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07/20/1999

The Event Horizon - Gate to Hell

Brian Trumbore tells me you all are dying for the word on black
holes. I have to admit right up front that I personally have never
even seen a black hole. The closest I''ve come is the vacuum-
flush toilet found on the Maasdam on our recent Baltic cruise.
You can''t see how the toilet works because you have to lower the
lid to push the flush button and you are strongly advised never to
push that button while seated on the device. Obviously, the fear
is that you''ll be sucked in, never to be seen again. That seat is an
event horizon.

To those who hesitate to ask about black holes, let me quote from
the late Carl Sagan''s introduction to Stephen Hawking''s book "A
Brief History of Time". "We go through our daily lives
understanding almost nothing of the world. ...Except for children
(who don''t know enough not to ask the important questions), few
of us spend much time wondering why nature is the way it is.
...There are even children, and I have met some of them, who
want to know what a black hole looks like...." (Would you
believe that our 11-year old granddaughter asked that very
question recently?) In his introduction, Sagan tells of attending a
meeting in England sponsored by the Royal Society of London.
The meeting dealt with how to search for extraterrestrial life,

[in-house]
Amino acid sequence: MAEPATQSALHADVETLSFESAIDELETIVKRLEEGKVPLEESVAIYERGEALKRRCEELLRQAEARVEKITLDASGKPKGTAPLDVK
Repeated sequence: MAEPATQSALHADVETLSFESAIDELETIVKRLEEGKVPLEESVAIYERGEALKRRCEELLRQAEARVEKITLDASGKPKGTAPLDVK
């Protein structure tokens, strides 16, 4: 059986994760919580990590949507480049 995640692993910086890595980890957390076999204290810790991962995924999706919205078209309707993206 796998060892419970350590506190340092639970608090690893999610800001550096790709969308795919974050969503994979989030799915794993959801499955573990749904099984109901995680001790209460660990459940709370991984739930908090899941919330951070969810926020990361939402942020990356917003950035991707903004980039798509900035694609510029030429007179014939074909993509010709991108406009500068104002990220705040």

another pretty deep question! During a coffee break, Sagan
wandered into a larger meeting in another room, where he saw a
man in a wheelchair slowly signing his name in a book that, on
an earlier page, contained the signature of Isaac Newton. The
occasion was the induction of new fellows into the Royal
Society. The wheelchair-bound Hawking received an ovation
then and, 25 years later, is still active, even hosting a TV science
series, though reduced by Lou Gehrig''s disease to speaking via a
computer. Hawking''s chair at Cambridge was once occupied by
Newton, of the famed falling apple and the "father" of the laws
of gravity. It is only fitting that Hawking''s sophisticated
theoretical work has dealt with gravity in its most concentrated
form. What follows is derived from Hawking''s 1987 book and
other more recent sources. One source is an article in the May
issue of Scientific American by a fellow named Jean-Pierre
Lasota, whose father had known Einstein personally.

The term "black hole" was coined in 1969 by John Wheeler, but
the concept dates at least back to John Mitchell at Cambridge, of
course. He wrote a paper in 1783 suggesting that if a star were
sufficiently massive, light could not escape its gravitation and
that nobody would ever see the star. The idea went out of favor
during the 19th century and, of course, it remained for the usual